There were 425,861 new cars registered in the key month of September, a rise of 5.6% and the biggest September since 2004, says the Society of Motor Manufacturers and Traders (SMMT).
Registrations to fleet and business accounted for 204,715 units – 48% of the overall market – compared to 194,272 units registered in the same month last year - a 5.3% increase.
Year-to-date, fleet and business registrations have now broken through the one million car barrier, with 1,001,815 units registered since the start of the year, equating to more than half of the overall market (51.1%) and an 8.2% increase on fleet and business volumes in the first nine months of 2013.
The new ‘64’ number plate has boosted volumes, with September marking the 31st consecutive month of growth in the new car market.
Mike Hawes, SMMT chief executive, said: "September’s strong performance underlined the continuing robustness of the UK new car market, particularly in the context of last September’s bumper volumes.
"Demand for the new 64-plate has been boosted by intensifying confidence in the UK economy, with consumers attracted by a wide range of exciting, increasingly fuel-efficient, new cars. In the months since March – which saw an 18% jump in registrations – the growth has shown signs of levelling off as the market starts to find its natural running rate."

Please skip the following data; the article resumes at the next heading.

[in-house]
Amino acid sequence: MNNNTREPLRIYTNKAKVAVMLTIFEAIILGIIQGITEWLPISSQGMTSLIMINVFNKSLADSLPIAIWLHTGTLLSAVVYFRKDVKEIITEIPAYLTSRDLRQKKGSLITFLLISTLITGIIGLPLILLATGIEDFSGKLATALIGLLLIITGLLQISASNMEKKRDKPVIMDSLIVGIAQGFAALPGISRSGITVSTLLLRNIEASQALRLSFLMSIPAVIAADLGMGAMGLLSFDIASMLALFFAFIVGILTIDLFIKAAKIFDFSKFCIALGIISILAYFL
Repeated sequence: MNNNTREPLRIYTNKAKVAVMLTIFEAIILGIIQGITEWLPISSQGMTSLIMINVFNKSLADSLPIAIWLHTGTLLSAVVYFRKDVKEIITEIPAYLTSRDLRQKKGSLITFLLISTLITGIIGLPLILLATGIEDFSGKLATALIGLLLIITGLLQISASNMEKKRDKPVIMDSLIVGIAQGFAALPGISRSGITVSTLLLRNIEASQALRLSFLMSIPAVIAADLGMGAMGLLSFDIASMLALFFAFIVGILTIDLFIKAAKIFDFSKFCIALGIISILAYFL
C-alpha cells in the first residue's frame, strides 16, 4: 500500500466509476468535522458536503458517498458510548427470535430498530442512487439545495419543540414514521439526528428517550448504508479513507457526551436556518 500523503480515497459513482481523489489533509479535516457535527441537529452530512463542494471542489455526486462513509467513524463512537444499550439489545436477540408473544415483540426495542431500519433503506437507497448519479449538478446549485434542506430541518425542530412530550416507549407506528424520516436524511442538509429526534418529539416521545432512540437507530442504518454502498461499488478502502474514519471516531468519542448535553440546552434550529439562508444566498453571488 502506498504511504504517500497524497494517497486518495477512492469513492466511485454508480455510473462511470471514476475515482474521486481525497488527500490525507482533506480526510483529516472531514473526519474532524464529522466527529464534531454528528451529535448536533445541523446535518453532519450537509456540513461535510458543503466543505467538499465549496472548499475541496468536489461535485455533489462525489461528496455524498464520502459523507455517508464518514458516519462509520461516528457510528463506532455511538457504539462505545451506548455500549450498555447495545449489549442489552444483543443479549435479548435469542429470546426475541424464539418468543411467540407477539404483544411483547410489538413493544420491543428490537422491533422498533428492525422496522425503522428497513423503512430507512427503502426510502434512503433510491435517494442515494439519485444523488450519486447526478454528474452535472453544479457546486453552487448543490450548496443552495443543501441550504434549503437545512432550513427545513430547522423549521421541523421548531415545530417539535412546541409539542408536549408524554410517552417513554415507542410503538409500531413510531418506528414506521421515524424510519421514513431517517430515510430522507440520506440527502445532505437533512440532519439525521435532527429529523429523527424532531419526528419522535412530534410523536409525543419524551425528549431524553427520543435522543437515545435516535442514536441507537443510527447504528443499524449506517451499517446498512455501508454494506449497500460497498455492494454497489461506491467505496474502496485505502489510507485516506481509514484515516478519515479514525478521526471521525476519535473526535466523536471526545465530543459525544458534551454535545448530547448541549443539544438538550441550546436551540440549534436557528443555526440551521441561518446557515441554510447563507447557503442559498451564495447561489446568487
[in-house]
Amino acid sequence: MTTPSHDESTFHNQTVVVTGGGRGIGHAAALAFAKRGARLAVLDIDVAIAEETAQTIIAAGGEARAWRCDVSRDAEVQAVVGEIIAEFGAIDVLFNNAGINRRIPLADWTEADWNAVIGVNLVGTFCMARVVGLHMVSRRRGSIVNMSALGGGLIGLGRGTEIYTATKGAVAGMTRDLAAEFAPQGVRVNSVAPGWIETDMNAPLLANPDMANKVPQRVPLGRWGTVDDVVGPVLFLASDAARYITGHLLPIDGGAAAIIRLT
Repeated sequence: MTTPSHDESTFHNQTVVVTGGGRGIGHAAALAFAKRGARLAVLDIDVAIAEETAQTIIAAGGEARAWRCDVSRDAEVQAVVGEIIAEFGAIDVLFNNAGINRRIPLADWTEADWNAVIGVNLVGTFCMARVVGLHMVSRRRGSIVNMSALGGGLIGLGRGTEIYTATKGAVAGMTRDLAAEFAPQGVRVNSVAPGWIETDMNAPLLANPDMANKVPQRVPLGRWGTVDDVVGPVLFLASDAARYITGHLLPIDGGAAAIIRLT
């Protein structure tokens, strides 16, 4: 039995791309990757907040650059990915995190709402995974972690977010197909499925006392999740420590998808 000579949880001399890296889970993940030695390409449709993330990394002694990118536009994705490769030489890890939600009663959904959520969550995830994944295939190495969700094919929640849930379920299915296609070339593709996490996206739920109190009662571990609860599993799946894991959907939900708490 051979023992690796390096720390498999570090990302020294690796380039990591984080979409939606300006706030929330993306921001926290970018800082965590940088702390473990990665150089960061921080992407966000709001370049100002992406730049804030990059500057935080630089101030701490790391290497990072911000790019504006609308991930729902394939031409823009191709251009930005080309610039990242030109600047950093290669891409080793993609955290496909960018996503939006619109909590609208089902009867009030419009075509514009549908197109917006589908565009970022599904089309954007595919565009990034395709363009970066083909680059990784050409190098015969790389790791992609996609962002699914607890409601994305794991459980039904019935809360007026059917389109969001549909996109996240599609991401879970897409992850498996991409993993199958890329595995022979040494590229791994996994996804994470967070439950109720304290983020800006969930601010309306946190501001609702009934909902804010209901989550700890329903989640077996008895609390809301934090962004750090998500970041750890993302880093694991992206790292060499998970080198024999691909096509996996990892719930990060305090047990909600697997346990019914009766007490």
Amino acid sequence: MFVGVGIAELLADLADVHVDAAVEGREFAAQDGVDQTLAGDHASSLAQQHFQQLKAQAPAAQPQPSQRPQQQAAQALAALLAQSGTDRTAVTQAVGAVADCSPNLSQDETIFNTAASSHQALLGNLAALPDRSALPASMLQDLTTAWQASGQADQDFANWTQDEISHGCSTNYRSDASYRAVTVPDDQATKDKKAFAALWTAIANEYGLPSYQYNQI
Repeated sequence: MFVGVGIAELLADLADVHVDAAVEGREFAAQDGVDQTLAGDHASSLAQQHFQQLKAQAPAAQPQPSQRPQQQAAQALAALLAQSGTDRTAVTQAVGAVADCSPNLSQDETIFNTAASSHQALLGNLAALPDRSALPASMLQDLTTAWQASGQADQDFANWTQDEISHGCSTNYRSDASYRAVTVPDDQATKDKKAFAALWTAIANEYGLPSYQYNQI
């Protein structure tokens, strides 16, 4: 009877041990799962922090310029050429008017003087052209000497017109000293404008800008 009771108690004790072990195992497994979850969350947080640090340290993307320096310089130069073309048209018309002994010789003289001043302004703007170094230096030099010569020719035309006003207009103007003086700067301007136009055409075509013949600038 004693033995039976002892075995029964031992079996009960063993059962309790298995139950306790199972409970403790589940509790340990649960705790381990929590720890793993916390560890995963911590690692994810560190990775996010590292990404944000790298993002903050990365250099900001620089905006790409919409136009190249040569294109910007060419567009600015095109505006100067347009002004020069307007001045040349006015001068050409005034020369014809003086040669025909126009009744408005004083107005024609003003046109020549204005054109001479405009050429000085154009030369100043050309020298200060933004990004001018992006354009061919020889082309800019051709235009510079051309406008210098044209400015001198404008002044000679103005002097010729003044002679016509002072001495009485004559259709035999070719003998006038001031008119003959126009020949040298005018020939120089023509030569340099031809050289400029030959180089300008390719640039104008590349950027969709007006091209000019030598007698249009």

Registrations for the year-to-date reached 1,958,196 – up 9.1% on January-September 2013 and SMMT’s figures suggest that September and March – the months of the plate change – together accounted for a third of a year’s registrations.
David Raistrick, UK Automotive Leader at Deloitte, said: “If the new car sales are representative of the performance of the UK economy, there are further signs that confidence within the business sector is improving.
“Fleet and business car sales are now seeing the sort of growth that has been provided by private sales over the past two and half years. This contributed to diesel sales exceeding petrol sales at the end of August, though the private buyer continues to be attracted by the lower fuel consumption levels offered by diesel power.
“Looking back twelve months, little seems to have changed in the way that the UK and European automotive markets are performing.
“The UK market has consolidated its position as the second largest market for new cars after Germany and is almost a third larger than France in third place.
“The German market has returned to growth but at a significantly lower level than the UK as it continues to be affected by weaker performance in the wider European market.
“From a production perspective, even with extended factory shut downs during August, UK production levels were up 1% on 2013 with nearly 83% of all UK manufactured cars being for the exported market.”